then looked up in a codebook having a
    correlation between numbers and bacterial
    species .
INOCULATION OF AN API STRIP

   Prepare a suspension of the bacteria
    in the saline tube
   Inoculate a large colony (2-3mm
    diameter)of the bacterium (pure culture)
    into the 0.85% NaCl solution.
   Use a McFarland barium sulfate standard
    #3
                INOCULATION
   Holding the strip at a slight angle up from the table
    top, you will now inoculate the bacterial suspension
    into each well with the sterile pipette.
   Touch the end of the pipette to the side of the cupule,
    allowing capillary action to draw the fluid into the well
    as you slowly squeeze the bulb. This should eliminate
    any bubbles forming in the wells. Each well should be
    filled up to the neck (see diagram).
   CIT, VP, and GEL have boxes around their names.
    These test wells will be filled all the way up to the top
    of the well.
   LDC, ODC, ADH, H2S, and URE are filled as described
    in step B, but they will then be filled up to the top with
    sterile mineral oil.
TILT AT ANGLE TO FILL CUPULES
        Incubate the strip in its
              chamber
   The bottom of the incubation chamber has small
    indented wells in the bottom: fill it with water
    just enough to fill these indentations.
   Place the strip into this bottom. There should
    not be so much water that it spills onto the API
    strip.
   Place the top of the incubation chamber over the
    bottom, and label it.
   Place the strip at 35 to 37º C for 18-24 hours.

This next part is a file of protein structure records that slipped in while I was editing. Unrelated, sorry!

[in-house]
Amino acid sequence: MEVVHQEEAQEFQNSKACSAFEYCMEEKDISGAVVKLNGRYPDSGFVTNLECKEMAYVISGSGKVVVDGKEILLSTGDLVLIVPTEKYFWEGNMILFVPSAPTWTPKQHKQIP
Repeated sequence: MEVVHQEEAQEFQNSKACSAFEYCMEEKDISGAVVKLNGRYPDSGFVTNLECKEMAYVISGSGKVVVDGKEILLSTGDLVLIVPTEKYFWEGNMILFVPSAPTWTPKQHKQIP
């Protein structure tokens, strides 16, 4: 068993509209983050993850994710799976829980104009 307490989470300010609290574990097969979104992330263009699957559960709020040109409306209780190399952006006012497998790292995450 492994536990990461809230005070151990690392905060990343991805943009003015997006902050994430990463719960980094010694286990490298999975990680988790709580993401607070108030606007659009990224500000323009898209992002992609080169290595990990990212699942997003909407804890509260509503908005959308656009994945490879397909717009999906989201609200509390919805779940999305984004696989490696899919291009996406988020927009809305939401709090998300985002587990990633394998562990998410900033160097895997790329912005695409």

•    INTERPRETATION:
   Add the proper reagents to the
    compartments:
    1 drop of Kovac's to the IND (read within a
    couple of minutes)

   1 drop of Barritt's A and B to VP (a positive
    reaction may take up to 10 minutes)

   1 drop of FeCl3 to TDA
   Record results on the diagram handed out to
    you in lab (1, 2, or 4 points for + reaction, 0
    points for - reaction). The oxidase test
    reaction should be negative, and is added as
    the last test result.
   Three test reactions are added together at a
    time to give a 7-digit number, which can then
    be looked up in the codebook.
    ENTEROTUBE IDENTIFICATION
            SYSTEM
   The Enterotube® II contains 12 different
    agars enabling the performance of a total
    of 15 biochemical tests as well as an
    enclosed inoculating wire.


The Enterotube® II contains 12 different agars enabling the performance
of a total of 15 biochemical tests as well as an enclosed inoculating wire.
ENTEROTUBE INOCULATION
INOCULATION OF ENTEROTUBE
   1. Remove both caps of the Enterotube® II and
    with the straight end of the inoculating
    wire, pick off the equivalent of a colony from
    your unknown plate. A visible inoculum
    should be seen on the tip and side of the
    wire.
   2. Inoculate the Enterotube® II by grasping
    the bent-end of the inoculating wire,
    twisting it, and withdrawing the wire through all
    12 compartments using a turning motion.
        ENTEROTUBE (contd.)

   3. Reinsert the wire into the tube (use a
    turning motion) through all 12
    compartments until the notch on the
    wire is aligned with the opening of the
    tube. (The tip of the wire should be seen
    in the citrate compartment.) Break the
    wire at the notch by bending. Do not
    discard the wire yet.
         ENTEROTUBE (contd.)
   4. Using the broken off part of the wire, punch
    holes through the cellophane which covers
    the air inlets located on the rounded side
    of the last 8 compartments. Your instructor
    will show you their correct location. Discard the
    broken off wire in the SHARPS container.
   5. Replace both caps and incubate the
    Enterotube® II on its flat surface at 35-
    37°C. for 18-24 hours.
POSITIVE REACTIONS